The cloud-hosted service at Github.com is not designed to host data subject to the ITAR. Also, it does not yet have the ability to restrict repository access by country. That is available only with GitHub Enterprise Server, GitHub’s on-premises, commercial, mass-market product offering.

Also prohibited from accessing or using GitHub.com are Specially Designated Nationals (SDNs) and other denied or blocked parties under U.S. and other applicable laws. Plus, others may not use GitHub.com on behalf of SDNs or the governments of sanctioned countries.

Citizens and residents in U.S.-sanctioned countries and territories are prohibited from using IP proxies, VPNs or other methods to disguise their location when accessing GitHub.com services. They may use GitHub.com only for noncommercial personal communications.

Blocking is based on IP addresses and payment histories, according to GitHub. Thus, developers could find their accounts restricted for the duration of a visit to one of those countries. Also, developers are not allowed to use VPNs to circumvent the ban.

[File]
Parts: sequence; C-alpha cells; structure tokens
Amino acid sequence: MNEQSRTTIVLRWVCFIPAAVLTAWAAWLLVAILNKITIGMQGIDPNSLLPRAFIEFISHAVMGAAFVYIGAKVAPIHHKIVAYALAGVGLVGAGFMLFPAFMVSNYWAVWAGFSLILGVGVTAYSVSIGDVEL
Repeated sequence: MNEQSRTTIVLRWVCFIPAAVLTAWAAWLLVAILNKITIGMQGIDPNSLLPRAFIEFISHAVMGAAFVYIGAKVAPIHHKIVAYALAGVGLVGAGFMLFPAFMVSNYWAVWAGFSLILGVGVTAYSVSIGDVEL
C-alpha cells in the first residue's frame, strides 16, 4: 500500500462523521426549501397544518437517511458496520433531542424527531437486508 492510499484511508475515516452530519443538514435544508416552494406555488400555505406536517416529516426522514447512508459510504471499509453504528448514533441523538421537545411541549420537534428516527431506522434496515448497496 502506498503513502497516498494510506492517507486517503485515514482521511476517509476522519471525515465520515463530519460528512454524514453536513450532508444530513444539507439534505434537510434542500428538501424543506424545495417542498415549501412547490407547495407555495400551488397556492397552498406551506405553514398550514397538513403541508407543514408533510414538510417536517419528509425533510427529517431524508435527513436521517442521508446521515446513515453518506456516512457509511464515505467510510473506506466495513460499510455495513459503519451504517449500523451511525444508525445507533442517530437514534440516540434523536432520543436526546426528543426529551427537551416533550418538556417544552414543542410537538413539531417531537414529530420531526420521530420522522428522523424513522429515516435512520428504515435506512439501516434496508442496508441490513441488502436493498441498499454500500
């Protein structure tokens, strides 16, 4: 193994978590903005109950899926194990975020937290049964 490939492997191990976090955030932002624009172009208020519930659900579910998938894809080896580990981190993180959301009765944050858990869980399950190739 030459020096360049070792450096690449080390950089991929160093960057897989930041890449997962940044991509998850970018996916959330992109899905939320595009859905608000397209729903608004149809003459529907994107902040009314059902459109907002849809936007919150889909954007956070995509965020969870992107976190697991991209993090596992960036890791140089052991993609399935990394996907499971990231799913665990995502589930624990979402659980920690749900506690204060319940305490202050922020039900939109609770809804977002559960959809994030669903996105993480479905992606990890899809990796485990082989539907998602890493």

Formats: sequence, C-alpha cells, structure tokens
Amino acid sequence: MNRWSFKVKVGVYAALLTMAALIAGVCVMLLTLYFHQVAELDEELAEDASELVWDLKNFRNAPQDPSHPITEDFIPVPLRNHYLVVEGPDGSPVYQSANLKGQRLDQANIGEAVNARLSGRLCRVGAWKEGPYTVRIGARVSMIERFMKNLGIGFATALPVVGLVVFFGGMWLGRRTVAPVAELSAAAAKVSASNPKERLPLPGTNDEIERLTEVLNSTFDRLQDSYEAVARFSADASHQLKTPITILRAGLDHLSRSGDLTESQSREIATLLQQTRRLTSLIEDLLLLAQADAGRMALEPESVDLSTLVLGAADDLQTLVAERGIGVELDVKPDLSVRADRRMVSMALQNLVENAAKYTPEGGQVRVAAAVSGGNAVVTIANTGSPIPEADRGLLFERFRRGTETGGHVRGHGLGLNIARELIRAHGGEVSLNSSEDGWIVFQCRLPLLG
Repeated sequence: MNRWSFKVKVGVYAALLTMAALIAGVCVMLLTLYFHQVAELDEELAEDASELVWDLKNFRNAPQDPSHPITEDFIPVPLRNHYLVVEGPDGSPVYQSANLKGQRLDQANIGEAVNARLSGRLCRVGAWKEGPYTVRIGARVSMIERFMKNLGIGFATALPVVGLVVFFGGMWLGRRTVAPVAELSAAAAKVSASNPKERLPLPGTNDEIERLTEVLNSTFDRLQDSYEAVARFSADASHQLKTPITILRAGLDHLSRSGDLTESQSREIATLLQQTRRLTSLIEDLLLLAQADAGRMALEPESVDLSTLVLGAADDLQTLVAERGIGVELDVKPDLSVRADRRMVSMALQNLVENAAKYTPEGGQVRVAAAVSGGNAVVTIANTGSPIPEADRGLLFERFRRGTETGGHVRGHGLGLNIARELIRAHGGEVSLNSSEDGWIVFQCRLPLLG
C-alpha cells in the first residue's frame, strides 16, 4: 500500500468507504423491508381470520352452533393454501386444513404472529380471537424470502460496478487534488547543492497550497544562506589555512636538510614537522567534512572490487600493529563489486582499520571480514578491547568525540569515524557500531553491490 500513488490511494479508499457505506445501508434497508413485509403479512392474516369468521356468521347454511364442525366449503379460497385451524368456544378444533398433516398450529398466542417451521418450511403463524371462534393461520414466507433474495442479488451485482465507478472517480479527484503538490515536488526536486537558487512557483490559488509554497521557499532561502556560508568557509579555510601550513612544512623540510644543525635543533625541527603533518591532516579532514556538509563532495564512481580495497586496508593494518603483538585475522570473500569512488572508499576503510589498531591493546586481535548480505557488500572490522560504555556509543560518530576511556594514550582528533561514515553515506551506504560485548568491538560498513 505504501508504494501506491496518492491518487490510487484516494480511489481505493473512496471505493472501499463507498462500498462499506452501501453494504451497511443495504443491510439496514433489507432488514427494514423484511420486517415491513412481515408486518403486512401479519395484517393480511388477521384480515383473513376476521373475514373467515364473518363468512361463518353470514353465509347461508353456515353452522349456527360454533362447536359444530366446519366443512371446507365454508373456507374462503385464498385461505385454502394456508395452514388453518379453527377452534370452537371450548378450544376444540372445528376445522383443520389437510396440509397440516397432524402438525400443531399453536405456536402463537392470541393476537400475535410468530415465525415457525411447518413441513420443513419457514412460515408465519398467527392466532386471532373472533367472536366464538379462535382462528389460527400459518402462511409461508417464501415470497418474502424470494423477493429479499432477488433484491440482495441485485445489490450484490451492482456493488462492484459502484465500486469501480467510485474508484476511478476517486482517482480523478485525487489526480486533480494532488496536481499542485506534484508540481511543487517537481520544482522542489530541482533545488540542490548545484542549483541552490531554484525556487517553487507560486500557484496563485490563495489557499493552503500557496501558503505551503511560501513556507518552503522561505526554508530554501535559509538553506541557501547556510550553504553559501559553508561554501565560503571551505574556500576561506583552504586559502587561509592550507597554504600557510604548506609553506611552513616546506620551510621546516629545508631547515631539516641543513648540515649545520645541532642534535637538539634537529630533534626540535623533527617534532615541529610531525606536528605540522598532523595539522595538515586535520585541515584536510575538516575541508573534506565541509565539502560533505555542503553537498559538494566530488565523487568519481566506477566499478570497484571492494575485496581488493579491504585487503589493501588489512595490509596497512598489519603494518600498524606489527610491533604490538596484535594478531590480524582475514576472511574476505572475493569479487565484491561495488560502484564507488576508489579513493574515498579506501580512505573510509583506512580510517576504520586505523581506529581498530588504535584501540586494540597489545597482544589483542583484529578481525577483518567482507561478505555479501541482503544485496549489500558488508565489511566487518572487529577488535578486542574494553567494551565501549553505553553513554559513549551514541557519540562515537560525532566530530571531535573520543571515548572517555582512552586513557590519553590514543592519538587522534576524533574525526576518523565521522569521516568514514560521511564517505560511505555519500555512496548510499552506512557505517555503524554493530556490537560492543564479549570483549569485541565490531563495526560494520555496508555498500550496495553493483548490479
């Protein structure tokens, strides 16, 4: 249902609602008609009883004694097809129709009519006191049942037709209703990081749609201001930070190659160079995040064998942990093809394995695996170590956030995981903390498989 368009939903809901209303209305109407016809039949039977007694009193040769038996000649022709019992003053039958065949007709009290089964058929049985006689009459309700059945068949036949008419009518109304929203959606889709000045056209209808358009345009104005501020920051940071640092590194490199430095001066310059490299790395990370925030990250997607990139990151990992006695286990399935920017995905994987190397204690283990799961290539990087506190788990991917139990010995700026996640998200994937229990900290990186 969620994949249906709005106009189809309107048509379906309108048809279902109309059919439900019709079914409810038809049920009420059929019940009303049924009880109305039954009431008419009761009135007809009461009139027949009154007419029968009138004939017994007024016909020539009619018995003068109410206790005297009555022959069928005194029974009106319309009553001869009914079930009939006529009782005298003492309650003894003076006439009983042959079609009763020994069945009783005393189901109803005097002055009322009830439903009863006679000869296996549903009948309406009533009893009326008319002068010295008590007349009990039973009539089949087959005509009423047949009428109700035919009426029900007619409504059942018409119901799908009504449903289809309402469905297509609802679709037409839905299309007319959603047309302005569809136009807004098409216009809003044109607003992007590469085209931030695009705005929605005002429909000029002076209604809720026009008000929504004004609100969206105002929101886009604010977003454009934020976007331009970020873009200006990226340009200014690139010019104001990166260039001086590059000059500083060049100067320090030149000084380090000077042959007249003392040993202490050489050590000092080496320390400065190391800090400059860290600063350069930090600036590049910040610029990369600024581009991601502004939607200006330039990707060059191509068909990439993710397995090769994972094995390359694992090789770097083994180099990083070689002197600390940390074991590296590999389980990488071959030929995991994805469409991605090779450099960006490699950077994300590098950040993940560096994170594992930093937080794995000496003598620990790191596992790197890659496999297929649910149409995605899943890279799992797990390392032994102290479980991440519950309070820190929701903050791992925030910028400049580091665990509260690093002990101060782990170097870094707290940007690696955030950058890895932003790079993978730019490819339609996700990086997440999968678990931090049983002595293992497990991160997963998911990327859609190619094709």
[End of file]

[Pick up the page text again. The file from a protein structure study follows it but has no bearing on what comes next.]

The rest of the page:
Unanswered Questions

The remarks provided by GitHub’s Yrastorza did not provide answers to several key questions posed by LinuxInsider, including whether GitHub is blocking developers automatically or on a case-by-case basis.

GitHub also did not explain what led to the blocking or whether the move to block was the result of a direct government mandate or a proactive response to the trade sanctions.

Another unanswered question is how GitHub monitors and enforces the use of workarounds such as VPNs and proxies.

May Set Bad Precedent

The restricted country list is small, but it sets a bad precedent by subjecting international users to U.S. domestic policy, said Arle Lommel, senior analyst at
CSA Research.